I have been using the Google Chrome Cr-48 Notebook for about a two weeks, so I’d like to update with a few more impressions now that I’ve had time to use this for while.
I forgot to mention in my previous post that I am not being paid to blog about this by Google or anyone else, though Google did send me this piece of hardware after I applied to their Pilot programme.
I’ve been using the Cr-48 as my main home computer since I received it, eschewing my desktop for the Cr-48’s portability. For the most part, I didn’t miss using my desktop computer. 80% – 90% of my home computer activities are browser-based. The other 10% – 20% is comprised of gaming or other miscellaneous activities that I don’t do as often as web browsing. I have an Asus Eee PC 901 netbook, but I appreciate the Cr-48 for its larger screen. The Cr-48 is also faster than my netbook and just a lot more comfortable to type on for extended periods of time because of the full-sized keyboard. When I use this computer, I actually do use it on my lap and I don’t have it set up on a table or desk. Generally I’ve been using this in my living room, sitting on the sofa. Its portability is beneficial to me, because sometimes I want to check something online whilst watching a DVD or playing a game.
The only other comments I have to add are related to the hardware. I’m not sure there’s much point to this commentary, as I don’t believe the Cr-48 laptops are intended for sale to a consumer. However, the hardware does have an impact on its usability for me, so I’ll talk about it.
I dislike using tap-to-click on any trackpad. Tap-to-click is just not user-friendly for me, because I end up accidentally clicking when I just meant to mouse over something, or accidentally selecting things I didn’t mean to. Just as I disabled this feature on my Alienware m11x laptop, I likewise disabled this feature on my Cr-48. As such, all of my clicking activity relies upon pressing the trackpad down. The entire trackpad is not universally responsive. The bottom half tends to be more responsive than the upper half, leading to an inconsistent and sometimes frustrating experience. Clicking and dragging is regularly frustrating because I need to drag my finger across the entire trackpad surface, and if the whole of the trackpad is not uniformly responsive throughout, this leads to a lot of dropped selections as the tip of my finger traverses from a more responsive part of the trackpad to a less responsive area. This inconsistency leads me to press down on the trackpad much harder than I’m comfortable with when dragging items because I don’t want the pointer to drop whatever I’m dragging until I want it to be dropped. This issue with the trackpad leads to some frustration when doing simple things like re-ordering tabs in the browser, and extreme frustration when selecting and moving text. The trackpad is probably the worst feature of this notebook.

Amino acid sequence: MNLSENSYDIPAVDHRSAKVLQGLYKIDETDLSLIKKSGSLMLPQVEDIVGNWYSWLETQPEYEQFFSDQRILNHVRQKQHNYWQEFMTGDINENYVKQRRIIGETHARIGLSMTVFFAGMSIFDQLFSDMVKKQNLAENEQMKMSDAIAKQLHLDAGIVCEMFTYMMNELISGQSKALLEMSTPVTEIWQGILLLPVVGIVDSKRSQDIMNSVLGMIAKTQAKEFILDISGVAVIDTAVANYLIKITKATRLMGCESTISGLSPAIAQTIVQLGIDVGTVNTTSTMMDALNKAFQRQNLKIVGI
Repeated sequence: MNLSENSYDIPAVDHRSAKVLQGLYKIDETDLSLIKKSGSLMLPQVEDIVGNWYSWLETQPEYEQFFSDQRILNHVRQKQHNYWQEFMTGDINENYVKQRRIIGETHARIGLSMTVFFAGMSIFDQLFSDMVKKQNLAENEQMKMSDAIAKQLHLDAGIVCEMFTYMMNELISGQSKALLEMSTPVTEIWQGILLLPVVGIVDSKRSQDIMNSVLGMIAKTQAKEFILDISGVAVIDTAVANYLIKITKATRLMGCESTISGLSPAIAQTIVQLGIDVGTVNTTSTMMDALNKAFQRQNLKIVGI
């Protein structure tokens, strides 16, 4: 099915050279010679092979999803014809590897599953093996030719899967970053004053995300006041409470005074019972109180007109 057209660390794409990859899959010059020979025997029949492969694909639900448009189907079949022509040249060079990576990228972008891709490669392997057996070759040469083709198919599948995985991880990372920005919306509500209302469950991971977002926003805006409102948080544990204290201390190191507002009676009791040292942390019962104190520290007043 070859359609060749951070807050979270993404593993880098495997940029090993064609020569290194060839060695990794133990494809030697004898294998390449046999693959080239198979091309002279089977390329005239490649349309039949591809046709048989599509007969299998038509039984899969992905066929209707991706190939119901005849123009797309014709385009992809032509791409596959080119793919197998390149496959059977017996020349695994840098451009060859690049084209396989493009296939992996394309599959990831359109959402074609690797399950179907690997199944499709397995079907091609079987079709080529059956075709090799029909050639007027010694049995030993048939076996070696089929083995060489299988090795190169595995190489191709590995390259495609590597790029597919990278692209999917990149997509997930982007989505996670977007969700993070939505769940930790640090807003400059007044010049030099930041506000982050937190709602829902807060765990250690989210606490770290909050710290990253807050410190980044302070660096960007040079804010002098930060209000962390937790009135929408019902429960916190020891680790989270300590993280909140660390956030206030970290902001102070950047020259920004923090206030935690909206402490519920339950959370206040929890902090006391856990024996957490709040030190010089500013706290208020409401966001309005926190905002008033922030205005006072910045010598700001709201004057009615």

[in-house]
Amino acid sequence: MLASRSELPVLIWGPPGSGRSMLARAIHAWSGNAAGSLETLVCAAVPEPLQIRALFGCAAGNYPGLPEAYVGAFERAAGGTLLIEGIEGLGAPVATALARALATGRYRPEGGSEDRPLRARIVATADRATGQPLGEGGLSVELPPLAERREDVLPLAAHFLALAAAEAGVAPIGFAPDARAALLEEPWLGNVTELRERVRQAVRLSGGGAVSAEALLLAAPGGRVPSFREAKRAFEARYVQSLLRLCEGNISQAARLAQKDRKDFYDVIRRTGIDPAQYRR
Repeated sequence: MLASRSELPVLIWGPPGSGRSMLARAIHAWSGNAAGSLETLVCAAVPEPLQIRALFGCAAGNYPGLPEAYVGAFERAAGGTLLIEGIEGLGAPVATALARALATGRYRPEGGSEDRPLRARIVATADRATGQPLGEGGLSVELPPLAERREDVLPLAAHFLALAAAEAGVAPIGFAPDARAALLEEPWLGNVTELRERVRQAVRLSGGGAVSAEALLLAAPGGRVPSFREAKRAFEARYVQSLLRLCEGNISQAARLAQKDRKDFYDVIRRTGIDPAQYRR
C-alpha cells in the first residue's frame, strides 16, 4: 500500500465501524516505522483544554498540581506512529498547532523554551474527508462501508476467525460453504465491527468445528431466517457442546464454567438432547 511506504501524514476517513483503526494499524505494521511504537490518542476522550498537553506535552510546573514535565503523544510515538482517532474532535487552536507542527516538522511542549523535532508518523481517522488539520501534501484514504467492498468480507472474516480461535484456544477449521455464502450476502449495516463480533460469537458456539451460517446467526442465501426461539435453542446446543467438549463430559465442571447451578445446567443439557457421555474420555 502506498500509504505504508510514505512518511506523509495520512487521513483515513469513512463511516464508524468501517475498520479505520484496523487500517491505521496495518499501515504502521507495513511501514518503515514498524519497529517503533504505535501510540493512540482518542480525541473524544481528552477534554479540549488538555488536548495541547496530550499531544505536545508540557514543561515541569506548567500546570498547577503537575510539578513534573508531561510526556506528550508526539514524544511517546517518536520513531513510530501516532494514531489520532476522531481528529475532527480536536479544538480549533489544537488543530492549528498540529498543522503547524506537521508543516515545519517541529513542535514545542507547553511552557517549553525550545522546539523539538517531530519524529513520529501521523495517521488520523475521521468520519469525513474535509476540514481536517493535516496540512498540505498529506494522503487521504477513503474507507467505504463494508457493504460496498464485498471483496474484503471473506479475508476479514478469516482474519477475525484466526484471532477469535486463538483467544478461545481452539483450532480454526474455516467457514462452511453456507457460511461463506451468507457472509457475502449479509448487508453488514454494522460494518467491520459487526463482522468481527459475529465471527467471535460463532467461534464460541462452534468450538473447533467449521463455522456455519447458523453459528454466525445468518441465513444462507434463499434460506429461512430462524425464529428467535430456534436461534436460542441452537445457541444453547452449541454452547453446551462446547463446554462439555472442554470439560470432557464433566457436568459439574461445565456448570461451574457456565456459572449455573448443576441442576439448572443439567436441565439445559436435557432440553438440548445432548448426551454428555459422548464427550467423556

The Cr-48 is heavy. This might be a stupid connection to make, but this laptop runs on a browser, so why is it so frakking heavy? It’s almost as heavy as the Asus W3J laptop I bought four years ago, which has more moving parts in it, like a spinning hard drive and a CD-ROM drive. The Cr-48 is just running Chrome OS. Why is this thing not as light as or lighter than my partner’s Toshiba Portégé R700 that (granted) has a solid state hard drive (no moving parts), but also has a DVD-ROM? I know it might be illogical to judge hardware features based upon the software a computer runs, but you know what? I’m not an engineer, designer, or developer. This is the thought process that actual consumers-who-are-not-computer-engineers may have, despite the fact that it may be illogical. Because Chrome OS laptops will be running Chrome OS, which is essentially a browser, there may be a consumer expectation that the hardware matches the software in terms of being lightweight.
Apart from the hardware, using Chrome OS is working just fine for my everyday browsing needs. Would I buy a Chrome OS notebook in the future (if I didn’t have this one already)? Given that I have two laptops and a netbook already, probably not. Is there a consumer for Chrome OS? I’m not sure. Maybe, but it’s a crowded market.